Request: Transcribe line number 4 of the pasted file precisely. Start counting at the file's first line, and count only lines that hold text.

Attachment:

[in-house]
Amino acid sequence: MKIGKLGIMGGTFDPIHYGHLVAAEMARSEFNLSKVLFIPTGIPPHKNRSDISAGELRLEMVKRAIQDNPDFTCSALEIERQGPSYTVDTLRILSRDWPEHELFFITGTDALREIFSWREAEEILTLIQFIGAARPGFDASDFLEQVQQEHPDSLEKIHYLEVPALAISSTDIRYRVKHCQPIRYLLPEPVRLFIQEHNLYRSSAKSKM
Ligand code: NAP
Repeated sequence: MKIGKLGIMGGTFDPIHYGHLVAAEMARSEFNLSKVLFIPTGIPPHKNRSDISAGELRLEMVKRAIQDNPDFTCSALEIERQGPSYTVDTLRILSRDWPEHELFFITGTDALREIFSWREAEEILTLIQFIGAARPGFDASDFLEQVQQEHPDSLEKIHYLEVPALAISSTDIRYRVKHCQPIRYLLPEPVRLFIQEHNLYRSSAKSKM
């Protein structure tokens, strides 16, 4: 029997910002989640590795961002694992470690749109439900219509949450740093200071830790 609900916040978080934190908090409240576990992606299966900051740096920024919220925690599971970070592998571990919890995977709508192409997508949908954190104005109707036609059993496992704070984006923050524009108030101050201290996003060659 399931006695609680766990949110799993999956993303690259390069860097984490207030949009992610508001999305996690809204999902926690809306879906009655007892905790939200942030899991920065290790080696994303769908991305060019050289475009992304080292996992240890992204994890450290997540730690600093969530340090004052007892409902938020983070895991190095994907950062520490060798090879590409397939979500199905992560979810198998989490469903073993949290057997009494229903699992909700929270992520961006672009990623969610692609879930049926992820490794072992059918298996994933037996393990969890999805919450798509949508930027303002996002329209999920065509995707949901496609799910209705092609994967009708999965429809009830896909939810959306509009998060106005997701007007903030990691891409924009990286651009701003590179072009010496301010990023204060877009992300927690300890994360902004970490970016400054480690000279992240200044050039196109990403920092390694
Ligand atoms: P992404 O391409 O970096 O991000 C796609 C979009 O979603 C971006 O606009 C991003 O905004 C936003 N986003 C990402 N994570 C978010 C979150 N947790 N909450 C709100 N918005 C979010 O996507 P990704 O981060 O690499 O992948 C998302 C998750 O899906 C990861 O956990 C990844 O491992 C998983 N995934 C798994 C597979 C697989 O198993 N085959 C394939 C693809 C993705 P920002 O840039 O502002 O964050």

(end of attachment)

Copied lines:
Repeated sequence: MKIGKLGIMGGTFDPIHYGHLVAAEMARSEFNLSKVLFIPTGIPPHKNRSDISAGELRLEMVKRAIQDNPDFTCSALEIERQGPSYTVDTLRILSRDWPEHELFFITGTDALREIFSWREAEEILTLIQFIGAARPGFDASDFLEQVQQEHPDSLEKIHYLEVPALAISSTDIRYRVKHCQPIRYLLPEPVRLFIQEHNLYRSSAKSKM